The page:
Darrell IssaIt’s the little things that get you. For online communication, Twitter, which limits users to 140 characters per message, is the tiny “go -to” inadvertent creator of huge events.

Consider last Thursday’s duo of tweets by Darrell Issa, Chair of the House Oversight Committee (Tweet One and Tweet Two) on the matter of attendance by Democrats of the committee’s meeting with the families of Benghazi victims.

As the tweets rippled across the Interwebz, the political right responded.  NewsMax picked it up. Over at FOX, they carried a column on the matter by TownHall’s Katie Pavlich with the headline that such behavior amounted to “spitting on the graves” of the dead. Powerline weighed in as did AllahPundit at HotAir. Add to these an unknown number of lesser luminaries writing, posting and commenting on the matter.

Based on Darrell Issa as a trusted source and the limits inherent in confining details to 140 characters, the meme almost immediately became that Democrats “walked out” of the committee, intentionally insulting and disrespecting the families of murdered Americans. As in, when the families sat down, committee Democrats stood up and filed out.

Except that is not what happened.

Clearly, Issa never said Democrats “walked out.” The actual language was Democrats “excuse themselves” from the hearing and only two Democrats “decide to stay” for the testimony. Accurate tweets? Yes. Confusing? Also, yes. Because of the way these committees work and the nature of Twitter. And then there’s the politics …

The entire hearing was about 6 hours long with two separate witness panels. Only the second panel, for the last hour, had family members as witnesses. There was even a break between the panels. In addition, it is common for committee members to come and go during hearings. Sometimes more than once. Sometimes in the middle of someone’s testimony.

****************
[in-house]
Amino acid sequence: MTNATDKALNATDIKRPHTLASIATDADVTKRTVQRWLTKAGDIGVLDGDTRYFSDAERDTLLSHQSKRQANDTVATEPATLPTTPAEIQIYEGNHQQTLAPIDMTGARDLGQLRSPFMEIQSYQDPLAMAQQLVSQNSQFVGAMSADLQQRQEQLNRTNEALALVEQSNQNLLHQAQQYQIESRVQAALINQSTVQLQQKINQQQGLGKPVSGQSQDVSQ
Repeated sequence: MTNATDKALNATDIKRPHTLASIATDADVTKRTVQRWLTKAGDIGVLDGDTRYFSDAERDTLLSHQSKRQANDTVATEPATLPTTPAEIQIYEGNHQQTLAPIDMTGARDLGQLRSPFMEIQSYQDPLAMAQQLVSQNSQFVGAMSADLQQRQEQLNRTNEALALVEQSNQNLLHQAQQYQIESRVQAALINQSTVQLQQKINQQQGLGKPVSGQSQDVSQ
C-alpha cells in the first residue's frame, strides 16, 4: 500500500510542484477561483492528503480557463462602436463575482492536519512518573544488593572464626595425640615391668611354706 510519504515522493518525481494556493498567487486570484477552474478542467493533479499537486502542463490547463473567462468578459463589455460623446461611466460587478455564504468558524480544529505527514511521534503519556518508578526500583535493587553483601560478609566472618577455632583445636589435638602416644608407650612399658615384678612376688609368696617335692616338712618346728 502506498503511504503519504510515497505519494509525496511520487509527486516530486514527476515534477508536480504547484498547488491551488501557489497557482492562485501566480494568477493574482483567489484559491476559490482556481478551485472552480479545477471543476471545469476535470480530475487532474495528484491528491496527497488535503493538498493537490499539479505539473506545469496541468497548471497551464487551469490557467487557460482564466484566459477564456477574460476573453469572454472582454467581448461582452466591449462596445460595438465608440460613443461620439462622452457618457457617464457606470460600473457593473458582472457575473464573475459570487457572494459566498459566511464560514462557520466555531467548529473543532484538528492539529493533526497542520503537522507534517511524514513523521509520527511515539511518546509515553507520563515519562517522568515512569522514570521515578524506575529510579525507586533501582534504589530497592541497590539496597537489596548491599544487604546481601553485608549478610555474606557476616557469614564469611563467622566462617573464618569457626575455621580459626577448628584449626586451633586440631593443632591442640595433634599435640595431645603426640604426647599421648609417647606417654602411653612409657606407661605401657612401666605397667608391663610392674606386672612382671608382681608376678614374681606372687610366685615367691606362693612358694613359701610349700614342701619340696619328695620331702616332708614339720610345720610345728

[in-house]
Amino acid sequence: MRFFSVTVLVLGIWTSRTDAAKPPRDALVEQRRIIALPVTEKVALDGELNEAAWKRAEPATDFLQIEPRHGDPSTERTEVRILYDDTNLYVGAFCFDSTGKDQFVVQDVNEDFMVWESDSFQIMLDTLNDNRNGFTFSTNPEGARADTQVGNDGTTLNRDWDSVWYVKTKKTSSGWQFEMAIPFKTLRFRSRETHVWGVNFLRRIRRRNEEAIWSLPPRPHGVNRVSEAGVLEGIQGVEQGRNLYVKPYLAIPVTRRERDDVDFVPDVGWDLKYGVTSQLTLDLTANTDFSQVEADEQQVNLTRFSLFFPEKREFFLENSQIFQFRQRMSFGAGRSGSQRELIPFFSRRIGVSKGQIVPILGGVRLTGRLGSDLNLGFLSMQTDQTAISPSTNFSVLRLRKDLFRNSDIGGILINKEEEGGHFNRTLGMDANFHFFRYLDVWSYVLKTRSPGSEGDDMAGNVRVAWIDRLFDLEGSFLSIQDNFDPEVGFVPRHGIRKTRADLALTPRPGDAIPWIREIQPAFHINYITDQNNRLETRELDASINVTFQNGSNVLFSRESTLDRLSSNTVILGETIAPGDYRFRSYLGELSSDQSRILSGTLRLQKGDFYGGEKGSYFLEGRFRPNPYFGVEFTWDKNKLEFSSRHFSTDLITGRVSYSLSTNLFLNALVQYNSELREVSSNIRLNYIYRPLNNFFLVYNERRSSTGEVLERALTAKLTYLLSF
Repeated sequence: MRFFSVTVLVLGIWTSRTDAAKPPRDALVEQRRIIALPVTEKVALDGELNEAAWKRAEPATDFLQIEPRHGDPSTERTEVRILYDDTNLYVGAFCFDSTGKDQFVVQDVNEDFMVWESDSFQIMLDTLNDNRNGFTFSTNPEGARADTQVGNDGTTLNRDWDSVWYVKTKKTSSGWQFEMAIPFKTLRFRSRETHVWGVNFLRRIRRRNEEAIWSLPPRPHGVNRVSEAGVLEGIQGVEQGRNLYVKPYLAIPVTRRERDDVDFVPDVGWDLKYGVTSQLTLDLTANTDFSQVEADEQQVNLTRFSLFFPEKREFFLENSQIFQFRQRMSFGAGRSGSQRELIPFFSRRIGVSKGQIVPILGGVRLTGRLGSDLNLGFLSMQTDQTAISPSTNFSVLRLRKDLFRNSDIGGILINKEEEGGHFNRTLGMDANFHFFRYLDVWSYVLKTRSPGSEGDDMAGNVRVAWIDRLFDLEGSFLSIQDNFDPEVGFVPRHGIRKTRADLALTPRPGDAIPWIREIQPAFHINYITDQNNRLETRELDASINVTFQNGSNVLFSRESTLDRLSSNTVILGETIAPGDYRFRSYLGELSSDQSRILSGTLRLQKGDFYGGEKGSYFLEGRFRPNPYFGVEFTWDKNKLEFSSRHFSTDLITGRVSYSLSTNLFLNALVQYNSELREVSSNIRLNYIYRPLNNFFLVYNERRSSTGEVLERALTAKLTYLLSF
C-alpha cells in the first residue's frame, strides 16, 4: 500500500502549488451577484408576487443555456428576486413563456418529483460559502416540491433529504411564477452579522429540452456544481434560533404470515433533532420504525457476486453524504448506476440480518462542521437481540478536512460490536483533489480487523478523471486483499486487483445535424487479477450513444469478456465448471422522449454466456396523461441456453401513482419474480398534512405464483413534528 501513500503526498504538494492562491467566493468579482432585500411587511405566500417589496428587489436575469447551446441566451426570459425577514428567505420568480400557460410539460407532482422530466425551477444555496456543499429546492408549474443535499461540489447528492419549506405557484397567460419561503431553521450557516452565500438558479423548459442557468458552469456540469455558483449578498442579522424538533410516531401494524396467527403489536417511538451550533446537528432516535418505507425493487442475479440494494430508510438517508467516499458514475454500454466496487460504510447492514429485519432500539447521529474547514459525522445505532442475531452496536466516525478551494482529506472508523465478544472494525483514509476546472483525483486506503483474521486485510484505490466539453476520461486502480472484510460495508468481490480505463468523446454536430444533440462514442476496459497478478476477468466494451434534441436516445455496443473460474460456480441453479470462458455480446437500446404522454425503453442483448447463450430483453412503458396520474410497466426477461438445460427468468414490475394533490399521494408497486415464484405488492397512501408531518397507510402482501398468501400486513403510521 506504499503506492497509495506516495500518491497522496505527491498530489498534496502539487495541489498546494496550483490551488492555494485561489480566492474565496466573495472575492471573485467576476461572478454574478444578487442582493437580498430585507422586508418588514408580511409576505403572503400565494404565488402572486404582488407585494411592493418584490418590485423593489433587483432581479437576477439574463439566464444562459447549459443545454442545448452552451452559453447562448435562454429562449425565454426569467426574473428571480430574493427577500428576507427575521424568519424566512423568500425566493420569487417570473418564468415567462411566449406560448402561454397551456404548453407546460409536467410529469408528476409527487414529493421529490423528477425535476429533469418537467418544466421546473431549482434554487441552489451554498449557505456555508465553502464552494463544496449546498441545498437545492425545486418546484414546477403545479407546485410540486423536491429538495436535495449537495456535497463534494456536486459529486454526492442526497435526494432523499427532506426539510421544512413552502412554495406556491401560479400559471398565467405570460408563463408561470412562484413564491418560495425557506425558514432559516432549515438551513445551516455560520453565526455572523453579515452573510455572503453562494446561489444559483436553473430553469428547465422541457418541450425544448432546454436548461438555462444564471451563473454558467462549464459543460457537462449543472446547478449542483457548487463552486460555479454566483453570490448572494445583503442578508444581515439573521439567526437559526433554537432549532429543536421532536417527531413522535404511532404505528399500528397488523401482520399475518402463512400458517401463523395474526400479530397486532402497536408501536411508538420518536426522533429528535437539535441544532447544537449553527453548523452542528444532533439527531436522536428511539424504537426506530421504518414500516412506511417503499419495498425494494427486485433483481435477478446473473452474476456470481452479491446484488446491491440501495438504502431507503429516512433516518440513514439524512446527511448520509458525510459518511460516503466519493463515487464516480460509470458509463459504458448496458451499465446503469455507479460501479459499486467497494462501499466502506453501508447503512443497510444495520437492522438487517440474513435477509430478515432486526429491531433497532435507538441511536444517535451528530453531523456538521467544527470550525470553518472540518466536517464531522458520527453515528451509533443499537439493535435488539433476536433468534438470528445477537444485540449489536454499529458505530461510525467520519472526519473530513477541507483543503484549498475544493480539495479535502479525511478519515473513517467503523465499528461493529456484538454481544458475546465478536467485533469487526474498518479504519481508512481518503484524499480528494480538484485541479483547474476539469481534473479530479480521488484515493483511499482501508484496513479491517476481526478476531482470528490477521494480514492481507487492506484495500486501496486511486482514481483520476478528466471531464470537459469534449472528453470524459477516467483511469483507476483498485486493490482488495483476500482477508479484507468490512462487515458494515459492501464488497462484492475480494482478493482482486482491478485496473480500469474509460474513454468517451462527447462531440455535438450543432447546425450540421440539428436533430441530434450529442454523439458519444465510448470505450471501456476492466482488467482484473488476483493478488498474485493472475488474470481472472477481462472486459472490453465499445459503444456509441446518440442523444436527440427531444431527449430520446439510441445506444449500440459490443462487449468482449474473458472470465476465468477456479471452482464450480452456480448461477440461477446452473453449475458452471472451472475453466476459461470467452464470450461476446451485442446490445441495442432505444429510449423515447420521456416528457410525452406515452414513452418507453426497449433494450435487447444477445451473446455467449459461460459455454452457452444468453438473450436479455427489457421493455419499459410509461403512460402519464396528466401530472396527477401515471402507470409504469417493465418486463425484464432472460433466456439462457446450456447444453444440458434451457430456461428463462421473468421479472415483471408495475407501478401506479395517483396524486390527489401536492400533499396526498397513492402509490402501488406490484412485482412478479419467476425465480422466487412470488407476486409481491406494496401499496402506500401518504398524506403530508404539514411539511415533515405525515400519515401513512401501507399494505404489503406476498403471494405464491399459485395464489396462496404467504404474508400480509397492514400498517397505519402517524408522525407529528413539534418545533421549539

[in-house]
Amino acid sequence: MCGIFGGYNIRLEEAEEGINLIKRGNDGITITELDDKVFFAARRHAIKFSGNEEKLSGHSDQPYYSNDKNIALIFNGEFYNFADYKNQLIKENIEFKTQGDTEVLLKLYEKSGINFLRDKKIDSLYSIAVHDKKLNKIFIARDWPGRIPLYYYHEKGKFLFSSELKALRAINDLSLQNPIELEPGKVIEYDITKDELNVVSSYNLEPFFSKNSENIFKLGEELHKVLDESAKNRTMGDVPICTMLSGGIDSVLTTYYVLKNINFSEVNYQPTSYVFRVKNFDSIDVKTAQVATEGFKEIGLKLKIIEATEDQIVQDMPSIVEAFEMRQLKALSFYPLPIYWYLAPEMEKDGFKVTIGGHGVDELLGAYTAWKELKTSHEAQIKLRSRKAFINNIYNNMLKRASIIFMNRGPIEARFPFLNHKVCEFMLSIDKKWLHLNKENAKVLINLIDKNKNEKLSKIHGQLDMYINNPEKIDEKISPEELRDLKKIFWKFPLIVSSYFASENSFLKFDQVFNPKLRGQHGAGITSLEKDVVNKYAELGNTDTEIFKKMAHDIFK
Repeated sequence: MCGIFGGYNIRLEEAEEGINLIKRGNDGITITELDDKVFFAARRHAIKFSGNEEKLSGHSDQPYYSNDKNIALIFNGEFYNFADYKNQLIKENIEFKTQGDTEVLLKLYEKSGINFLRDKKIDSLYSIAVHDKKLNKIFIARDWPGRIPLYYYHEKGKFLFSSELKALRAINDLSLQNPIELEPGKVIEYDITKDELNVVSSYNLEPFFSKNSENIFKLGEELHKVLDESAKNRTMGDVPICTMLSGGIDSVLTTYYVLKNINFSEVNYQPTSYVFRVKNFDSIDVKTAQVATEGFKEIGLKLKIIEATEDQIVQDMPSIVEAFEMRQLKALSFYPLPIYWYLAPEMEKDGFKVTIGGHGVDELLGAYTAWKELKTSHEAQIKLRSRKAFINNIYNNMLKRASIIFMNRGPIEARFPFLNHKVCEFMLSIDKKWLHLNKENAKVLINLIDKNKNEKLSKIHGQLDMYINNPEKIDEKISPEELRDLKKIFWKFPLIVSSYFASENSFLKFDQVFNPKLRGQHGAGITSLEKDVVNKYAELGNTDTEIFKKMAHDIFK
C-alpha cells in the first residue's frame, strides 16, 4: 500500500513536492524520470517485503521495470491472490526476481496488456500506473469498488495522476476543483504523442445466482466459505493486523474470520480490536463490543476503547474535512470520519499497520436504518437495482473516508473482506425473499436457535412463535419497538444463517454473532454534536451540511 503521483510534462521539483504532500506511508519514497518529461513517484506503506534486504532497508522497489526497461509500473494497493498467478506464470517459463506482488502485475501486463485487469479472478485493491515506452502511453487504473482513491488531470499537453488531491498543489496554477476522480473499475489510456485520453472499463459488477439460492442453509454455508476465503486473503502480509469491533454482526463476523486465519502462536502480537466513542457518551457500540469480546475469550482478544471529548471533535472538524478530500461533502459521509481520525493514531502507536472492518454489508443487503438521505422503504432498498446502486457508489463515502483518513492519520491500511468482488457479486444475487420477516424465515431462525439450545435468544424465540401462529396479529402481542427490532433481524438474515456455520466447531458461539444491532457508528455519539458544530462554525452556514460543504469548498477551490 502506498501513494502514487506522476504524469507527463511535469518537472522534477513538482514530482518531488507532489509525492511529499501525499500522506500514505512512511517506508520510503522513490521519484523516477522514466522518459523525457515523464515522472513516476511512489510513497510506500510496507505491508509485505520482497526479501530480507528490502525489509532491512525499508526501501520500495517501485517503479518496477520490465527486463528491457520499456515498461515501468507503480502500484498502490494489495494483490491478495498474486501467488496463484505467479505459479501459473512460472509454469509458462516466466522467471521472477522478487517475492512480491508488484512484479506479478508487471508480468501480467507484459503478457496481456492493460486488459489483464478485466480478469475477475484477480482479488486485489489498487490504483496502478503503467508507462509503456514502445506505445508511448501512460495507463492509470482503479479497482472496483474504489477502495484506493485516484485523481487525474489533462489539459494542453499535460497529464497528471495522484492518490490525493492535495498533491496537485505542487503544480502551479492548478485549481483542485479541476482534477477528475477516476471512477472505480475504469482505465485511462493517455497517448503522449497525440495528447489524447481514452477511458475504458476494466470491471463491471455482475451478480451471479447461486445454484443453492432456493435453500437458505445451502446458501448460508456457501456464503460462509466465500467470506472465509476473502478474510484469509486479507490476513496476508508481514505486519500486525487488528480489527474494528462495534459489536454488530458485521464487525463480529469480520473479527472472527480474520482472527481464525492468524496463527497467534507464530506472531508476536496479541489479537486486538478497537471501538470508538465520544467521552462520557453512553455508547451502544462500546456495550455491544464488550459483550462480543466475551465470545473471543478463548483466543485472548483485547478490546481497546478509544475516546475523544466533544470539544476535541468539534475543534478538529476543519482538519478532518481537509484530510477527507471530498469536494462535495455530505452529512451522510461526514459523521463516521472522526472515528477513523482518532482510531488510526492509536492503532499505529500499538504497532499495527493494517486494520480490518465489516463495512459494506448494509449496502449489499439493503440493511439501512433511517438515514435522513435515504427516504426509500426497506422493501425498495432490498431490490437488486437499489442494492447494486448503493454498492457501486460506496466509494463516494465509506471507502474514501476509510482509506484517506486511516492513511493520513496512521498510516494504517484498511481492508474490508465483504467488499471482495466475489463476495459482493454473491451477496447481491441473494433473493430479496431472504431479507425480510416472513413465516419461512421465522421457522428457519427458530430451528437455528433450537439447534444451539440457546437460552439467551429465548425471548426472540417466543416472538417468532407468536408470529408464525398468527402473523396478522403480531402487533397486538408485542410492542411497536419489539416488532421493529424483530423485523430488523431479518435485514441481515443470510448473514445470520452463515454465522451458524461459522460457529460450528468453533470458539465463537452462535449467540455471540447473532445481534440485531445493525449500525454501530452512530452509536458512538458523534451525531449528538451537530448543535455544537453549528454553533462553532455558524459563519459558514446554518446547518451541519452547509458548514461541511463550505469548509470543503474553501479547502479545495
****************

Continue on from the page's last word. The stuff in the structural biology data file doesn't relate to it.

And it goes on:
According to Frederick Hill, the committee’s Deputy Staff Director for Communication and Strategy, 22 of the 23 GOP committee members and 14 of the 18 Dems attended all or part of the entire 6 hours. Hill noted that the bulk of attendance, for both groups, was for the first panel. What caught Issa’s attention and prompted the tweets were the disparities in attendance for the family member panel after the break. For that panel specifically, attendance was down on both sides with only 10 Republicans and 2 Democrats, Elijah Cummings and Jackie Speier, attending all or part of it.

I’m comfortable with the notion that Issa was not suggesting this was because Dems had “walked out,” although the language could have been describing that if they had. Rather, he was working with limitations and did the best he could within them. His tweets were accurate. His intent, however, would seem to be to suggest Democrats put less of a priority on the families’ testimony. I’m less comfortable with that conclusion.

Because, as did others, I initially took Issa’s language in the strongest possible negative sense. I was doubly upset because my Congressman, Jim Cooper (TN-05), was one of the accused Democrats. Had he not been, I may have snarked first and investigated later, if at all. Instead, I called Cooper’s office and found he could not have “walked out” of the meeting since he did not attend either panel, being busy with other congressional business.

Per Rep. Cooper’s Press Secretary, Chris Carroll, “Jim has attended many Benghazi hearings. He did not walk out Thursday because he was not able to attend the hearing at all. He was in several House Armed Services Committee meetings and meeting with constituents from Tennessee.”

Unless I am willing to accuse Cooper’s staff of lying – and I’m not – this is a reasonable explanation for his absence. Which begs the question; is this not, then, a likely explanation for other absent committee members, Democrat and Republican alike? All in all, I’m actually pleased my Congressman was “in several House Armed Services Committee meetings and meeting with constituents.” Because it’s like, you know … his job?

At least he wasn’t golfing, on vacation or preparing for a fund raiser in Vegas …

I’m sure the days ahead, as have years passed, will provide ample reason for me to be unhappy with Congressman Jim Cooper.

This is not one of them.

But it is a teachable moment for all of us, regardless of politics. For both of our sides, in our adversarial approach, let’s take Reagan’s advice and “Trust, but verify!”

First we study … then we snark …